Yesterday, Dean Baker wrote two important articles that obliquely addressed the conservative obsession with all the terrible things we are doing to our children’s future. You know the kind of thing: “We are mortgaging our children’s future!” Or: “Someday our children will have to pay these bills.” And perhaps most perniciously: “Our children will go bankrupt paying for the long and lavish retirements of their parents!” You know, class warfare is terrible, but inter-generational warfare is grrrrreat!
Baker writes, Millions of Children are Growing Up With Unemployed Parents Because of Fix the Debt and Other Deficit Hawks. After that headline, you hardly need to read the article. But let me break it down for you anyway. As anyone knows, debt is not that bad a thing as long as you have a good job that allows you to manage your financial obligations. For example, my biggest problem is not my debt; it is that right now there is much too little money coming in.
The deficit hawks effectively want to will to our kids no debt but also no opportunities. Children growing up in poverty today are having their futures limited. As has been well documented, if you want a college degree, it is better to be born rich than smart. Of course, being born poor also limits your chances of excelling even in grammar school. It is hard to focus on school when you are insecure about where you will live, much less if you will have enough to eat.
It isn’t that the deficit hawks don’t know this. We are really better off thinking of these people as royalists. Their concern about future debt is not that the middle class will be held down. It is that in the future everyone may see the necessity of taxing the rich at a reasonable level. The deficit hawks are the rich looking out for the interests of the rich. Even the millennial deficit hawks are what I accurately describe as Rich Kids for the Rich.
The main point of this is that if we really care about future generations we need to do something today about income inequality and unemployment. We can’t cede the “Save our kids!” ground to people who are really just pushing for “Save our rich kids!”
Bake also takes on world class fucktard and humility expert David Brooks. He writes, “David Brooks told us again today that he doesn’t like Social Security and Medicare. He does this frequently in his columns although usually while he ostensibly makes some other point.” You see, Brooks says that those dirty stinking retirees with their $1200 per month stipends and oh so convenient healthcare “needs” are destroying our future!
In two different ways!
First, they are taking money away from forward looking projects like building rockets to go to Mars so that we could terraform it and turn it into like Disney World, but more cool, because, hey, Mars! You know, like on Futurama where Mars is like New Las Vegas?! We could totally have that if it weren’t for those dirty stinking old people and their hip replacement surgeries which could cost anywhere from $10,000 to $120,000 if you can even get a quote. And hey, wouldn’t a moon colony be really cool?! (Note: David Brooks’ column is only slightly less fanciful with its discussion of past Americans who “gave their lives a slingshot shape.”)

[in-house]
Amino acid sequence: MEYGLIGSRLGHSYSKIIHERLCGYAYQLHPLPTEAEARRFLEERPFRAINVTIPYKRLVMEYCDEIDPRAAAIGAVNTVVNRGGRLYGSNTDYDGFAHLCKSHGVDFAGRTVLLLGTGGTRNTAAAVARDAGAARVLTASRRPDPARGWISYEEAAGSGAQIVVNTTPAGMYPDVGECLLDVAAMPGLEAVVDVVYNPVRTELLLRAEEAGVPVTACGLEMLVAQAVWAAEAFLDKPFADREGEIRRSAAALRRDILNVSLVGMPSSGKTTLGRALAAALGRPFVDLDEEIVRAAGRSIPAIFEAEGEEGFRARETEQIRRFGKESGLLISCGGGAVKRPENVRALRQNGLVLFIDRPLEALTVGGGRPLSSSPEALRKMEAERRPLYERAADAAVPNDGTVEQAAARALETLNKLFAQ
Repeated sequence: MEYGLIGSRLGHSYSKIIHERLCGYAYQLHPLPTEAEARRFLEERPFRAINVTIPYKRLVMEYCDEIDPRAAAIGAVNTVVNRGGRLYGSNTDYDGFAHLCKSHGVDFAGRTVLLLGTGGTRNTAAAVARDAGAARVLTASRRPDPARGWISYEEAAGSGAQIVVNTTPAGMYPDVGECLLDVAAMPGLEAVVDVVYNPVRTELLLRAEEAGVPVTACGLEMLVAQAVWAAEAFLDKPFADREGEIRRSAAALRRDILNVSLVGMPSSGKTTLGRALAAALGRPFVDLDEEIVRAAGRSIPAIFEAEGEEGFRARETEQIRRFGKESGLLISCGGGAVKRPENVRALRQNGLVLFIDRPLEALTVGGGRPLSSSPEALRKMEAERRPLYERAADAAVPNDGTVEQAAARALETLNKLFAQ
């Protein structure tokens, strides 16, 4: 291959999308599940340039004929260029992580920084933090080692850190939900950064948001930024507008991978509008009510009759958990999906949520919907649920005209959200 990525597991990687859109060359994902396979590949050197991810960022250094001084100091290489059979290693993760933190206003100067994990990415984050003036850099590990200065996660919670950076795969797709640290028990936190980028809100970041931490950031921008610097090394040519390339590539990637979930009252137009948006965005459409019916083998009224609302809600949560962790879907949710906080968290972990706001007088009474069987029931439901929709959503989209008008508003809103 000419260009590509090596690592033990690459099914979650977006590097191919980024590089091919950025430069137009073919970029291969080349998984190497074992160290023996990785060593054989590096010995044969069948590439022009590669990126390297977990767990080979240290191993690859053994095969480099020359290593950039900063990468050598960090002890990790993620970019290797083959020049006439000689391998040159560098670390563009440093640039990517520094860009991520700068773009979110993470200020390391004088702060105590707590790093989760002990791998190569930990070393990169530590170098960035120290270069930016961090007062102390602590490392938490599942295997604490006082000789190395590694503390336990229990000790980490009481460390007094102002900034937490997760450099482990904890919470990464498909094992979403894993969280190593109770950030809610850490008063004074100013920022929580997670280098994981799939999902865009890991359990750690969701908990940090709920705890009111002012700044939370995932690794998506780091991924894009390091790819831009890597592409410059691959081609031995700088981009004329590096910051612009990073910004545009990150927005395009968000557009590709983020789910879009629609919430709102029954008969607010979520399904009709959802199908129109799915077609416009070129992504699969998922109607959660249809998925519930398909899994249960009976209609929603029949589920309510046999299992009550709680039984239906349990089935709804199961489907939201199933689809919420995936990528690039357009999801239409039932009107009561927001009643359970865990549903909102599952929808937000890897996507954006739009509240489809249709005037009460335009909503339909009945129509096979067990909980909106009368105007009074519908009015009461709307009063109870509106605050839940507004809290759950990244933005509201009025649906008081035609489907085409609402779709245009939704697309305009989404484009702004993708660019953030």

Dean Baker notes that even if he got rid of Medicare, the tax revenues wouldn’t still be there. People accept a tax for Medicare because they like Medicare. If you take away the program, the people will want their money back. Also (and we talk about this a lot around here), the problem is not Medicare. The problem is that healthcare in the United States costs twice what it should.
Brooks goes on to show that he doesn’t understand the basics of finance. It’s a funny thing. Week after week, Dean Baker embarrasses David Brooks and yet, Brooks just chugs along. I really don’t understand it. It isn’t like I’m never wrong. I am stunningly wrong from time to time. But unlike Brooks, I look for opportunities to get my facts straight and correct earlier mistakes. But what is a deficit hawk like Brooks to do? He needs to protect the wealth of the future rich while maintaining that he is protecting the future more generally. When you are involved in such an endeavor, you either have to lie or be really stupid. I’m not sure exactly how Brooks partitions these attributes.
Regardless of all this, we really do need to worry about future generations. And that means fixing our politics and economy today. That means reducing the effect of money on politics. That means enfranchising more voters. That means addressing our accelerating income inequality. That means fixing our healthcare delivery system. It does not mean screwing old people in the name of inter-generational warfare.